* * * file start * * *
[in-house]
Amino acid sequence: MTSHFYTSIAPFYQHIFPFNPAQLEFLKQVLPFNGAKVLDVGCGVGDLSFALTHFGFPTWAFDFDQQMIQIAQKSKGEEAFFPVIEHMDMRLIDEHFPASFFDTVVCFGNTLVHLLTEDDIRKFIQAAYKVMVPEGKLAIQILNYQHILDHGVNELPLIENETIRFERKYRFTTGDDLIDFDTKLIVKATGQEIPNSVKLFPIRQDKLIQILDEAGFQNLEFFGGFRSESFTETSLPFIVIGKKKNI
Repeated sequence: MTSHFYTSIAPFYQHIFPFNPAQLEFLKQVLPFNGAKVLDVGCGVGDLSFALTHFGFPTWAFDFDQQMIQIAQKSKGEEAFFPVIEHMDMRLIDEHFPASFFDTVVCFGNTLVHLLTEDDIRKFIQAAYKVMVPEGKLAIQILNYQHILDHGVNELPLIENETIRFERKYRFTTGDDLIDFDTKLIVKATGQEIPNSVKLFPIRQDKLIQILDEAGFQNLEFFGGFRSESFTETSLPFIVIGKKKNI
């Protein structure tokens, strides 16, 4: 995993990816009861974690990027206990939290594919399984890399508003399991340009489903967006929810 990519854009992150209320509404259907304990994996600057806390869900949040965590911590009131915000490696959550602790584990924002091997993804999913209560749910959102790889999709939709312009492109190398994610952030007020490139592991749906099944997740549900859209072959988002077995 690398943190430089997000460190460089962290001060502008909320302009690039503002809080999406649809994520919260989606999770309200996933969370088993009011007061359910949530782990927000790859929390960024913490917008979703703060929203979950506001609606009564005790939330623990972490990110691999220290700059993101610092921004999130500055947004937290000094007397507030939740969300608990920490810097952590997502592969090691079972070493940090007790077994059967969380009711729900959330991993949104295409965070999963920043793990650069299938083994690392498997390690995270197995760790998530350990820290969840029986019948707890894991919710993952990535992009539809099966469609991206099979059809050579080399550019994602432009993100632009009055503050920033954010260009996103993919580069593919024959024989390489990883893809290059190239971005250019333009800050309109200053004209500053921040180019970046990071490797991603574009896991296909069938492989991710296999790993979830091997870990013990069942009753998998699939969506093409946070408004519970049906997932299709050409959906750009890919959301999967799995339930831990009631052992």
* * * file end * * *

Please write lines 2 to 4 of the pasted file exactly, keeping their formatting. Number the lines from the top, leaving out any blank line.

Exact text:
Amino acid sequence: MTSHFYTSIAPFYQHIFPFNPAQLEFLKQVLPFNGAKVLDVGCGVGDLSFALTHFGFPTWAFDFDQQMIQIAQKSKGEEAFFPVIEHMDMRLIDEHFPASFFDTVVCFGNTLVHLLTEDDIRKFIQAAYKVMVPEGKLAIQILNYQHILDHGVNELPLIENETIRFERKYRFTTGDDLIDFDTKLIVKATGQEIPNSVKLFPIRQDKLIQILDEAGFQNLEFFGGFRSESFTETSLPFIVIGKKKNI
Repeated sequence: MTSHFYTSIAPFYQHIFPFNPAQLEFLKQVLPFNGAKVLDVGCGVGDLSFALTHFGFPTWAFDFDQQMIQIAQKSKGEEAFFPVIEHMDMRLIDEHFPASFFDTVVCFGNTLVHLLTEDDIRKFIQAAYKVMVPEGKLAIQILNYQHILDHGVNELPLIENETIRFERKYRFTTGDDLIDFDTKLIVKATGQEIPNSVKLFPIRQDKLIQILDEAGFQNLEFFGGFRSESFTETSLPFIVIGKKKNI
């Protein structure tokens, strides 16, 4: 995993990816009861974690990027206990939290594919399984890399508003399991340009489903967006929810 990519854009992150209320509404259907304990994996600057806390869900949040965590911590009131915000490696959550602790584990924002091997993804999913209560749910959102790889999709939709312009492109190398994610952030007020490139592991749906099944997740549900859209072959988002077995 690398943190430089997000460190460089962290001060502008909320302009690039503002809080999406649809994520919260989606999770309200996933969370088993009011007061359910949530782990927000790859929390960024913490917008979703703060929203979950506001609606009564005790939330623990972490990110691999220290700059993101610092921004999130500055947004937290000094007397507030939740969300608990920490810097952590997502592969090691079972070493940090007790077994059967969380009711729900959330991993949104295409965070999963920043793990650069299938083994690392498997390690995270197995760790998530350990820290969840029986019948707890894991919710993952990535992009539809099966469609991206099979059809050579080399550019994602432009993100632009009055503050920033954010260009996103993919580069593919024959024989390489990883893809290059190239971005250019333009800050309109200053004209500053921040180019970046990071490797991603574009896991296909069938492989991710296999790993979830091997870990013990069942009753998998699939969506093409946070408004519970049906997932299709050409959906750009890919959301999967799995339930831990009631052992």